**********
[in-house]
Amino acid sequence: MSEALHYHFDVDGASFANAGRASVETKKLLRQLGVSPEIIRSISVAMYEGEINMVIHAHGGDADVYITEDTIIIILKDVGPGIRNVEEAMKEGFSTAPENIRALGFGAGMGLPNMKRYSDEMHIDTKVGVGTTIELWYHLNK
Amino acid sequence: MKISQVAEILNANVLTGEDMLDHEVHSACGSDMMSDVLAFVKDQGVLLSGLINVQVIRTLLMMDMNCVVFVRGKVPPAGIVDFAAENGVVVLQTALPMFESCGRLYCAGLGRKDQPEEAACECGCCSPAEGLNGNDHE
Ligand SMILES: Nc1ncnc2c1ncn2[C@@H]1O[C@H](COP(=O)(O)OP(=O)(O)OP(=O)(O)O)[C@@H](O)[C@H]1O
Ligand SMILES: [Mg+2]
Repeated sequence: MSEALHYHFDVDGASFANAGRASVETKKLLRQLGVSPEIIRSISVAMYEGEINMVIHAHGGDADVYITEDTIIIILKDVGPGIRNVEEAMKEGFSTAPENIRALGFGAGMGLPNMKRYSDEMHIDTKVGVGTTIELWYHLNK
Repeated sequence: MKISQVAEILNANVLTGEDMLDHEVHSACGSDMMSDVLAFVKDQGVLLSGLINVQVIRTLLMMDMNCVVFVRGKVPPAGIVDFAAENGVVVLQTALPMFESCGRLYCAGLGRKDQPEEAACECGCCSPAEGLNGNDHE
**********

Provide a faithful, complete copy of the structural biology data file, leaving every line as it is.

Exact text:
[in-house]
Amino acid sequence: MSEALHYHFDVDGASFANAGRASVETKKLLRQLGVSPEIIRSISVAMYEGEINMVIHAHGGDADVYITEDTIIIILKDVGPGIRNVEEAMKEGFSTAPENIRALGFGAGMGLPNMKRYSDEMHIDTKVGVGTTIELWYHLNK
Amino acid sequence: MKISQVAEILNANVLTGEDMLDHEVHSACGSDMMSDVLAFVKDQGVLLSGLINVQVIRTLLMMDMNCVVFVRGKVPPAGIVDFAAENGVVVLQTALPMFESCGRLYCAGLGRKDQPEEAACECGCCSPAEGLNGNDHE
Ligand SMILES: Nc1ncnc2c1ncn2[C@@H]1O[C@H](COP(=O)(O)OP(=O)(O)OP(=O)(O)O)[C@@H](O)[C@H]1O
Ligand SMILES: [Mg+2]
Repeated sequence: MSEALHYHFDVDGASFANAGRASVETKKLLRQLGVSPEIIRSISVAMYEGEINMVIHAHGGDADVYITEDTIIIILKDVGPGIRNVEEAMKEGFSTAPENIRALGFGAGMGLPNMKRYSDEMHIDTKVGVGTTIELWYHLNK
Repeated sequence: MKISQVAEILNANVLTGEDMLDHEVHSACGSDMMSDVLAFVKDQGVLLSGLINVQVIRTLLMMDMNCVVFVRGKVPPAGIVDFAAENGVVVLQTALPMFESCGRLYCAGLGRKDQPEEAACECGCCSPAEGLNGNDHE